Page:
Exploring Variation in Built Environment Predictors of Ridership by Transit Mode (Paper No: 20-01322)
Supplementary presentation to support poster presented at Transportation Research Board Annual Meeting, 2020.
Version two contains results updated to reflect corrections to bus ridership data.
Data, analysis and results pertaining to this analysis are stored on GitHub: Aston, L. Laura-k-a/BE-TU-Melbourne-MMLR, GitHub, https://github.com/Laura-k-a/BE-TU-Melbourne-MMLR
1695, Current Topics in Public Transportation
Session Location: Hall A / Convention Center
Session Time: Wednesday, Jan 15, 2020 8:00AM 9:45AM
Paper: 20-01322 - Exploring Variation in Built Environment Predictors of Ridership by Transit Mode
Many studies have identified links between the built environment and transit use. However, little is known about whether the built environment predictors of bus, train, tram and other transit services are different. Studies to date typically analyze modes in aggregate, by combining bus, train, and tram; or analyze each mode separately. Findings from these studies demonstrate the built environment attributes that are relevant for apportioning trips to transit. However, they do not differentiate demand for competing modes. This study aims to investigate if built environment impacts on transit ridership vary according to mode, by analyzing two types of co-located (matched) transit modes (train-bus and tram-bus) in Melbourne. Multivariate multiple linear regression models were estimated to identify the relationships between different indicators of the built environment with patronage of each mode.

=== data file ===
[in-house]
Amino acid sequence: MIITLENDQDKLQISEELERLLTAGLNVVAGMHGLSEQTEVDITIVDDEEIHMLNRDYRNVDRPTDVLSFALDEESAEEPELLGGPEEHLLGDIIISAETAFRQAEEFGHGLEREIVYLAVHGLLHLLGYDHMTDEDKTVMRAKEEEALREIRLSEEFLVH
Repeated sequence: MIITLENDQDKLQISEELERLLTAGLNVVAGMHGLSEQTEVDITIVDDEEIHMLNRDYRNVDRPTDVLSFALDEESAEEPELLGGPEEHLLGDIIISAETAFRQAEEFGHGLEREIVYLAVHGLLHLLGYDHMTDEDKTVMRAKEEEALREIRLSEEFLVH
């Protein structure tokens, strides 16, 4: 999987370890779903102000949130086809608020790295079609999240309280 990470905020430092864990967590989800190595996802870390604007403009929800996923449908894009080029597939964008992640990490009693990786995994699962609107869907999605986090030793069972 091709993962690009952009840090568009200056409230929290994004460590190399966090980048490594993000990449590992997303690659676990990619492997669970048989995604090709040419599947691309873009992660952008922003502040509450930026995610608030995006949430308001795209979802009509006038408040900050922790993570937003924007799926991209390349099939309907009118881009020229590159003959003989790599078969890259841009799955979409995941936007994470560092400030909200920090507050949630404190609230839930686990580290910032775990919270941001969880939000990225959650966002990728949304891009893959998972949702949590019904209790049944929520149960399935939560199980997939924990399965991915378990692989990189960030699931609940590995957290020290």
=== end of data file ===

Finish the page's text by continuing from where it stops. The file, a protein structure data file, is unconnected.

This research indicates built environment impacts on ridership vary in type and relative importance according to mode. Tram and bus shared three significant predictors out of six. Access to employment and land use diversity were strong predictors of tram use but not bus, while bus depended on more sociodemographic and service factors than tram. In the train-bus sample, bus ridership was predicted by five built environment variables and train by four, but only one variable was a common predictor to both. These differences provide evidence that built environment impacts on transit cannot be generalized for all modes. This suggests that ridership models differentiated for modes could produce more accurate forecasts.